Sandy Marsico is the founder & CEO of Sandstorm®, a digital brand experience agency that turns consumer insights into engaging user experiences through our unique blend of data science, brand strategy, UX and enterprise-level technology.
How do I find a graphic design internship?
So you are on your hunt for a web design or graphic design internship at an innovative design firm, with a great client base, award-winning design work, steller G5's, and nice hourly pay? You are not alone. You are in a crowd of student graphic designers the size of the crowds from the Taste of Chicago. In this economy, a graphic design internship like the example above, with pay, is extremely difficult to find. Not impossible, but difficult.
First ask yourself, would you work without getting paid? Are you truly looking for design experience or are you looking for a part-time job? If you are willing to work unpaid, mention this in your cover letter (and always send a cover letter please). Some companies assume that you want pay with your design internship and don't have it in their budget.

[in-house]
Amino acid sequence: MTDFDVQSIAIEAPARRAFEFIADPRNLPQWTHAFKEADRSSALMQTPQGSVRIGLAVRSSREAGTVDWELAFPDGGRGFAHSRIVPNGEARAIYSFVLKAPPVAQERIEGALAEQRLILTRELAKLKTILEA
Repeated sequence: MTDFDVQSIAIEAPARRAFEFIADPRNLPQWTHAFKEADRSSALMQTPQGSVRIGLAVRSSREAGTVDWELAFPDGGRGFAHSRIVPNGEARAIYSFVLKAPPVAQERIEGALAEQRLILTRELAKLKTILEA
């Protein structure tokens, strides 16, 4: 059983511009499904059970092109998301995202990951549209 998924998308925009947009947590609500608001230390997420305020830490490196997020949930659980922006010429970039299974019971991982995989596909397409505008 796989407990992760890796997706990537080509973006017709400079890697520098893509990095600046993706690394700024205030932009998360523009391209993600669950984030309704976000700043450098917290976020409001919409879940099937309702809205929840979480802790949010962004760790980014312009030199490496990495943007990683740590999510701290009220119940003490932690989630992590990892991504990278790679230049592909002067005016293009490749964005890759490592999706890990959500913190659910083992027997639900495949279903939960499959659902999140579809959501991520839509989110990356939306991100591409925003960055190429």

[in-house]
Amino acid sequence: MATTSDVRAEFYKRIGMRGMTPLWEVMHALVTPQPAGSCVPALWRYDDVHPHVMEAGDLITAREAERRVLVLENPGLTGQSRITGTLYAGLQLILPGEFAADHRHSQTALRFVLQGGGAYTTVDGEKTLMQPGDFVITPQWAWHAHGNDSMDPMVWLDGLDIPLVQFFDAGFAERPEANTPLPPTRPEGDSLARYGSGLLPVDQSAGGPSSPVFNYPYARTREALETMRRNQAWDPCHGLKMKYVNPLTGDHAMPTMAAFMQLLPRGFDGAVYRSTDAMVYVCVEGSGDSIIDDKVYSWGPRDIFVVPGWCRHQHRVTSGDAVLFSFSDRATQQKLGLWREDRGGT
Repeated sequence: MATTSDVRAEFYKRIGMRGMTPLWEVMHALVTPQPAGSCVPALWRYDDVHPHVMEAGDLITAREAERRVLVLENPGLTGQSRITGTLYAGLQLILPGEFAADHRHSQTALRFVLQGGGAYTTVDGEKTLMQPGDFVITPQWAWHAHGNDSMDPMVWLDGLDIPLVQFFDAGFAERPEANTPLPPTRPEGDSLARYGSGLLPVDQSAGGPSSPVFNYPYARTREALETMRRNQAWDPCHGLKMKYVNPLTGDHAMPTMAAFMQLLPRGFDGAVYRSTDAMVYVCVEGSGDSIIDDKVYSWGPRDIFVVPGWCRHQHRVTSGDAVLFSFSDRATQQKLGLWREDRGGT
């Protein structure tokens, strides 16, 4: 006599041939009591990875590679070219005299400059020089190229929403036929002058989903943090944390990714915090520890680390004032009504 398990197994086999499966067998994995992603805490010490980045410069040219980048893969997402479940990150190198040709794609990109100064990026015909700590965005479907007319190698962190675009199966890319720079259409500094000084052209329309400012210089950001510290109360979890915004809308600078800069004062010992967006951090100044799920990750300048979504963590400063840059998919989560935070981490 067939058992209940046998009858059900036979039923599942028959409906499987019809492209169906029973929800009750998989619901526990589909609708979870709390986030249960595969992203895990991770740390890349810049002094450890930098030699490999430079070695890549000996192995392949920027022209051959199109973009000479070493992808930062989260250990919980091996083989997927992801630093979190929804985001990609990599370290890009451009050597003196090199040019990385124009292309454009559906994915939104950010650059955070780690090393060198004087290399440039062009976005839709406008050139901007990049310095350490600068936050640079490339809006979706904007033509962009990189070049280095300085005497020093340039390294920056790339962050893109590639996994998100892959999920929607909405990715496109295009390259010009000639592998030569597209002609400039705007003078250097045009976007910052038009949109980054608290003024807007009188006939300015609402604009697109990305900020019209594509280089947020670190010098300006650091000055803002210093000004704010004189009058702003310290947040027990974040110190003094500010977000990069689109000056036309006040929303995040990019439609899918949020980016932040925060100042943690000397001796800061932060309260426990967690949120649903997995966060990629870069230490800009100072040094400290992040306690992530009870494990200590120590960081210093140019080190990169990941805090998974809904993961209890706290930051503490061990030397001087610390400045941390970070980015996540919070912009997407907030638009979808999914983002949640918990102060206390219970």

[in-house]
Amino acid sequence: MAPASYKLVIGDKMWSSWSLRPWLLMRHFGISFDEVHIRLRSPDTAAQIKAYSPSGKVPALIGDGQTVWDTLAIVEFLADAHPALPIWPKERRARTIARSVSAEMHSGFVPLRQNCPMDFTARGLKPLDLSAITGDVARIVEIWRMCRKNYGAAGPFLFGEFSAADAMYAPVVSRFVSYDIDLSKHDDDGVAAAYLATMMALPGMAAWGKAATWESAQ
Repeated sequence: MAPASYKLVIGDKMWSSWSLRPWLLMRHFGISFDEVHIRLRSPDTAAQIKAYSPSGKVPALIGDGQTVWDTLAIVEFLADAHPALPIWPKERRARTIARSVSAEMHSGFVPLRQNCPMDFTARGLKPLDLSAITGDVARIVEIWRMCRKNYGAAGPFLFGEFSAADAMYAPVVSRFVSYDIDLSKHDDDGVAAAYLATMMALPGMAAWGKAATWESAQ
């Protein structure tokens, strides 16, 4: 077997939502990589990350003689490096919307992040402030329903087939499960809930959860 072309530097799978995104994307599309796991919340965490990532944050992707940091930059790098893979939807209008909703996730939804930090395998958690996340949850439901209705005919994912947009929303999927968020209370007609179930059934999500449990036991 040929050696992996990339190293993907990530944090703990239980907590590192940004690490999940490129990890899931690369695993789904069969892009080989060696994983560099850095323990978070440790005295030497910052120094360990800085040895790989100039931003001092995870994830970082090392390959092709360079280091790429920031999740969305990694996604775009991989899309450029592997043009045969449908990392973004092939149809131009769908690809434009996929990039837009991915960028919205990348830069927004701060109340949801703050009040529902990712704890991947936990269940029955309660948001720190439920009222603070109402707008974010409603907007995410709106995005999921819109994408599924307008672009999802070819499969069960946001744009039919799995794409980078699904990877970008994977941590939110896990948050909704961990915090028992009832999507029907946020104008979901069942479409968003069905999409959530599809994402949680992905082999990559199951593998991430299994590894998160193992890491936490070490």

Second, consider all options. Are you looking ONLY for design firms, ad agencies, and web development companies? What about in-house marketing or creative departments at Fortune 1000 companies? Or newspapers? Magazine companies? Many multi-million dollar organizations have superb in-house creative departments and potentially more opportunities. There are many large companies in the Chicagoland area: AllState, Sears, Boeing, McDonalds, Chicago Tribune, etc.
Third, consider local printers. Is there a Minuteman Press or AlphaGraphics near you? Small printers offer design services to their clients since many of their clients cannot afford the design studio prices. Maybe you could walk in and introduce yourself to the owner and offer your services for the summer? This could become YOUR graphic design internship.
Finally, make your own graphic design internship. Okay, so it's not exactly an internship, but you could offer your services pro-bono (free) to your favorite charity or not-for-profit organization. Get involved in your community, practice networking, and build your design portfolio, while at the same time building your community. After all is said and done, a design internship will not guarantee you a design job when you graduate. An internship helps give you some real world experience and keeps you ahead of the competition. There are many excellent designers out there, and in order to compete, look at the best student in your class and realize that he/she is your competition, and the beginning of your networking base.